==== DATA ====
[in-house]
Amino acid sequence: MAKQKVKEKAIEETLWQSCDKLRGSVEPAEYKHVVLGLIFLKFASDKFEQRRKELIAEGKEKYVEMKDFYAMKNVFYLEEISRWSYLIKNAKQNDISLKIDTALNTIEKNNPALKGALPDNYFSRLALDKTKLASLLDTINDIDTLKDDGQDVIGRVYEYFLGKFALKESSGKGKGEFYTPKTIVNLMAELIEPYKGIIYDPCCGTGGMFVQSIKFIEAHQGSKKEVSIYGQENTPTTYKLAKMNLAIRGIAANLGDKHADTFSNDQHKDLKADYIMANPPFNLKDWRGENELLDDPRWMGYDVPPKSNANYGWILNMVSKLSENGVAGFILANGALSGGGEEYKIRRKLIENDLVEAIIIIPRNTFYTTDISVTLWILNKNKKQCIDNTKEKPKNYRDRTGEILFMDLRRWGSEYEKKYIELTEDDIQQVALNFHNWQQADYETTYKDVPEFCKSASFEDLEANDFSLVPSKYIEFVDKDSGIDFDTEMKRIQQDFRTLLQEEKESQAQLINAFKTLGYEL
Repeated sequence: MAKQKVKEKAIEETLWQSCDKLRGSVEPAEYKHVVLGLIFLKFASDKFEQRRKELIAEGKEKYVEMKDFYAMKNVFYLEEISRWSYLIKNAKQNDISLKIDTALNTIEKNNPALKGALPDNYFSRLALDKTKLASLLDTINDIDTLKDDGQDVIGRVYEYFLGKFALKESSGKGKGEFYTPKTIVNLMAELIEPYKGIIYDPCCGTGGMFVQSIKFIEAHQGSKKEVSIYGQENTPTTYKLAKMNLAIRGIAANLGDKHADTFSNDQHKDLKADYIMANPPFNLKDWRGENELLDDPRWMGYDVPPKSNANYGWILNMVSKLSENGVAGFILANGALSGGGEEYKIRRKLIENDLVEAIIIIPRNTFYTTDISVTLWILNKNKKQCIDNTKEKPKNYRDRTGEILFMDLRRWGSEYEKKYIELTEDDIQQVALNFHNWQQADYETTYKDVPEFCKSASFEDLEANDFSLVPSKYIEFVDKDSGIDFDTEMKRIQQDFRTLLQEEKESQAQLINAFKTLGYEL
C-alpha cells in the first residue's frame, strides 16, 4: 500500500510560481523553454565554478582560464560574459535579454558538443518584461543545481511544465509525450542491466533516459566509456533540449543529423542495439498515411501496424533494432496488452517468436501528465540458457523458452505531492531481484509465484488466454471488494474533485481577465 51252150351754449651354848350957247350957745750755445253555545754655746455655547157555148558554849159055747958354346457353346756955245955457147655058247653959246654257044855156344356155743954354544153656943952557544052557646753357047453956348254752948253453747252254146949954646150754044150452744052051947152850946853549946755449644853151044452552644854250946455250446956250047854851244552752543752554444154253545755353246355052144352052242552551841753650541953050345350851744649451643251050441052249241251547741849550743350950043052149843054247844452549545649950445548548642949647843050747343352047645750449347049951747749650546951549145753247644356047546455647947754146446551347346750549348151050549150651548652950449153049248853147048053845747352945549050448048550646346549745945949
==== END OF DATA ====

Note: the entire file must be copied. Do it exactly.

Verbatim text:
[in-house]
Amino acid sequence: MAKQKVKEKAIEETLWQSCDKLRGSVEPAEYKHVVLGLIFLKFASDKFEQRRKELIAEGKEKYVEMKDFYAMKNVFYLEEISRWSYLIKNAKQNDISLKIDTALNTIEKNNPALKGALPDNYFSRLALDKTKLASLLDTINDIDTLKDDGQDVIGRVYEYFLGKFALKESSGKGKGEFYTPKTIVNLMAELIEPYKGIIYDPCCGTGGMFVQSIKFIEAHQGSKKEVSIYGQENTPTTYKLAKMNLAIRGIAANLGDKHADTFSNDQHKDLKADYIMANPPFNLKDWRGENELLDDPRWMGYDVPPKSNANYGWILNMVSKLSENGVAGFILANGALSGGGEEYKIRRKLIENDLVEAIIIIPRNTFYTTDISVTLWILNKNKKQCIDNTKEKPKNYRDRTGEILFMDLRRWGSEYEKKYIELTEDDIQQVALNFHNWQQADYETTYKDVPEFCKSASFEDLEANDFSLVPSKYIEFVDKDSGIDFDTEMKRIQQDFRTLLQEEKESQAQLINAFKTLGYEL
Repeated sequence: MAKQKVKEKAIEETLWQSCDKLRGSVEPAEYKHVVLGLIFLKFASDKFEQRRKELIAEGKEKYVEMKDFYAMKNVFYLEEISRWSYLIKNAKQNDISLKIDTALNTIEKNNPALKGALPDNYFSRLALDKTKLASLLDTINDIDTLKDDGQDVIGRVYEYFLGKFALKESSGKGKGEFYTPKTIVNLMAELIEPYKGIIYDPCCGTGGMFVQSIKFIEAHQGSKKEVSIYGQENTPTTYKLAKMNLAIRGIAANLGDKHADTFSNDQHKDLKADYIMANPPFNLKDWRGENELLDDPRWMGYDVPPKSNANYGWILNMVSKLSENGVAGFILANGALSGGGEEYKIRRKLIENDLVEAIIIIPRNTFYTTDISVTLWILNKNKKQCIDNTKEKPKNYRDRTGEILFMDLRRWGSEYEKKYIELTEDDIQQVALNFHNWQQADYETTYKDVPEFCKSASFEDLEANDFSLVPSKYIEFVDKDSGIDFDTEMKRIQQDFRTLLQEEKESQAQLINAFKTLGYEL
C-alpha cells in the first residue's frame, strides 16, 4: 500500500510560481523553454565554478582560464560574459535579454558538443518584461543545481511544465509525450542491466533516459566509456533540449543529423542495439498515411501496424533494432496488452517468436501528465540458457523458452505531492531481484509465484488466454471488494474533485481577465 51252150351754449651354848350957247350957745750755445253555545754655746455655547157555148558554849159055747958354346457353346756955245955457147655058247653959246654257044855156344356155743954354544153656943952557544052557646753357047453956348254752948253453747252254146949954646150754044150452744052051947152850946853549946755449644853151044452552644854250946455250446956250047854851244552752543752554444154253545755353246355052144352052242552551841753650541953050345350851744649451643251050441052249241251547741849550743350950043052149843054247844452549545649950445548548642949647843050747343352047645750449347049951747749650546951549145753247644356047546455647947754146446551347346750549348151050549150651548652950449153049248853147048053845747352945549050448048550646346549745945949